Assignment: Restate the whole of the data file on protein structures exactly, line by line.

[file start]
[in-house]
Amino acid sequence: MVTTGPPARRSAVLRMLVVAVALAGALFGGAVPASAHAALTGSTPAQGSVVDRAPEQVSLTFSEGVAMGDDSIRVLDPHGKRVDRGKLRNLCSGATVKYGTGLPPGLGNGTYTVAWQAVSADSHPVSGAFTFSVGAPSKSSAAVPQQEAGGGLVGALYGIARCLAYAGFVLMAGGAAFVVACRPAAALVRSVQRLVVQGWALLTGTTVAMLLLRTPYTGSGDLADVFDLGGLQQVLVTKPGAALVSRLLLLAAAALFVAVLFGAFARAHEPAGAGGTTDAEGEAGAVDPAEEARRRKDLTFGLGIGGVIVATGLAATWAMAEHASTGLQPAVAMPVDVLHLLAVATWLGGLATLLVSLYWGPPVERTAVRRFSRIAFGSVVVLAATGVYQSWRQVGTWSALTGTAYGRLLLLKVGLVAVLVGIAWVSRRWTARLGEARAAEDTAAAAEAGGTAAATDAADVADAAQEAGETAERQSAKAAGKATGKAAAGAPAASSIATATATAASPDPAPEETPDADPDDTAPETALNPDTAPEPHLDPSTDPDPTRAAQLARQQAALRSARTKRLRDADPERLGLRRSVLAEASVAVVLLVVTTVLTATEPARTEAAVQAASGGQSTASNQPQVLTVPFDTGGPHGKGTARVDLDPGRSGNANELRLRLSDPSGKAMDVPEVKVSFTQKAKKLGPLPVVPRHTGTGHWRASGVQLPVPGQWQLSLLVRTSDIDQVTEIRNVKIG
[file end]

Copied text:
[in-house]
Amino acid sequence: MVTTGPPARRSAVLRMLVVAVALAGALFGGAVPASAHAALTGSTPAQGSVVDRAPEQVSLTFSEGVAMGDDSIRVLDPHGKRVDRGKLRNLCSGATVKYGTGLPPGLGNGTYTVAWQAVSADSHPVSGAFTFSVGAPSKSSAAVPQQEAGGGLVGALYGIARCLAYAGFVLMAGGAAFVVACRPAAALVRSVQRLVVQGWALLTGTTVAMLLLRTPYTGSGDLADVFDLGGLQQVLVTKPGAALVSRLLLLAAAALFVAVLFGAFARAHEPAGAGGTTDAEGEAGAVDPAEEARRRKDLTFGLGIGGVIVATGLAATWAMAEHASTGLQPAVAMPVDVLHLLAVATWLGGLATLLVSLYWGPPVERTAVRRFSRIAFGSVVVLAATGVYQSWRQVGTWSALTGTAYGRLLLLKVGLVAVLVGIAWVSRRWTARLGEARAAEDTAAAAEAGGTAAATDAADVADAAQEAGETAERQSAKAAGKATGKAAAGAPAASSIATATATAASPDPAPEETPDADPDDTAPETALNPDTAPEPHLDPSTDPDPTRAAQLARQQAALRSARTKRLRDADPERLGLRRSVLAEASVAVVLLVVTTVLTATEPARTEAAVQAASGGQSTASNQPQVLTVPFDTGGPHGKGTARVDLDPGRSGNANELRLRLSDPSGKAMDVPEVKVSFTQKAKKLGPLPVVPRHTGTGHWRASGVQLPVPGQWQLSLLVRTSDIDQVTEIRNVKIG